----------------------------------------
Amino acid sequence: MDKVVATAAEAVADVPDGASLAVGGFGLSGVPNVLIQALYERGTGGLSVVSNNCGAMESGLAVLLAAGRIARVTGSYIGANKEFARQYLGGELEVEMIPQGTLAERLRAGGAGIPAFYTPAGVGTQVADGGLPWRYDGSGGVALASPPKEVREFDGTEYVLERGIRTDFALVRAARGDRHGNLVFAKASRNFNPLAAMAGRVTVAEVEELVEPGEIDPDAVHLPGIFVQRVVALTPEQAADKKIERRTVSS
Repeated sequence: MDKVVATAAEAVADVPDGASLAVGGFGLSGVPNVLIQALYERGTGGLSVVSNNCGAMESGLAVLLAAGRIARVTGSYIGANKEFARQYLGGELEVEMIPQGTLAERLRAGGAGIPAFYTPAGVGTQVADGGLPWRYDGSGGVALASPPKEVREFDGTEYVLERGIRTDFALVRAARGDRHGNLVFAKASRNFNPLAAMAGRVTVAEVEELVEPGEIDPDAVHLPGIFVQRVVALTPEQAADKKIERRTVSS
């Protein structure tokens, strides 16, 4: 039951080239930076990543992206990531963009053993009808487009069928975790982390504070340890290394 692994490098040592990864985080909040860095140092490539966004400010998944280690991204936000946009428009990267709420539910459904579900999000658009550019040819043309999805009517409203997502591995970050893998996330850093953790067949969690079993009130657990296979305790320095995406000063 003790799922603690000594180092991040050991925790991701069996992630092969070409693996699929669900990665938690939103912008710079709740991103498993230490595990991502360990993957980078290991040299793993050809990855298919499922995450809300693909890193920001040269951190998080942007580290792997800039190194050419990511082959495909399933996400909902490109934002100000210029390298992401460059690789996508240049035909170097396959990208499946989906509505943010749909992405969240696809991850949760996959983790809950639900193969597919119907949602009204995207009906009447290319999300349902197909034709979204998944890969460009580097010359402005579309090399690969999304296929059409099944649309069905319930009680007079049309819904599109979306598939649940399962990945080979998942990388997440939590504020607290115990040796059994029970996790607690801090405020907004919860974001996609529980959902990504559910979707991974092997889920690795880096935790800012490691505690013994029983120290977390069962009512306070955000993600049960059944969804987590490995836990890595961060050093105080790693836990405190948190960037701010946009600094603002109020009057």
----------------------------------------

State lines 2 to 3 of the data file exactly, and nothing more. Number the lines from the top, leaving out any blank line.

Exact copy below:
Repeated sequence: MDKVVATAAEAVADVPDGASLAVGGFGLSGVPNVLIQALYERGTGGLSVVSNNCGAMESGLAVLLAAGRIARVTGSYIGANKEFARQYLGGELEVEMIPQGTLAERLRAGGAGIPAFYTPAGVGTQVADGGLPWRYDGSGGVALASPPKEVREFDGTEYVLERGIRTDFALVRAARGDRHGNLVFAKASRNFNPLAAMAGRVTVAEVEELVEPGEIDPDAVHLPGIFVQRVVALTPEQAADKKIERRTVSS
């Protein structure tokens, strides 16, 4: 039951080239930076990543992206990531963009053993009808487009069928975790982390504070340890290394 692994490098040592990864985080909040860095140092490539966004400010998944280690991204936000946009428009990267709420539910459904579900999000658009550019040819043309999805009517409203997502591995970050893998996330850093953790067949969690079993009130657990296979305790320095995406000063 003790799922603690000594180092991040050991925790991701069996992630092969070409693996699929669900990665938690939103912008710079709740991103498993230490595990991502360990993957980078290991040299793993050809990855298919499922995450809300693909890193920001040269951190998080942007580290792997800039190194050419990511082959495909399933996400909902490109934002100000210029390298992401460059690789996508240049035909170097396959990208499946989906509505943010749909992405969240696809991850949760996959983790809950639900193969597919119907949602009204995207009906009447290319999300349902197909034709979204998944890969460009580097010359402005579309090399690969999304296929059409099944649309069905319930009680007079049309819904599109979306598939649940399962990945080979998942990388997440939590504020607290115990040796059994029970996790607690801090405020907004919860974001996609529980959902990504559910979707991974092997889920690795880096935790800012490691505690013994029983120290977390069962009512306070955000993600049960059944969804987590490995836990890595961060050093105080790693836990405190948190960037701010946009600094603002109020009057």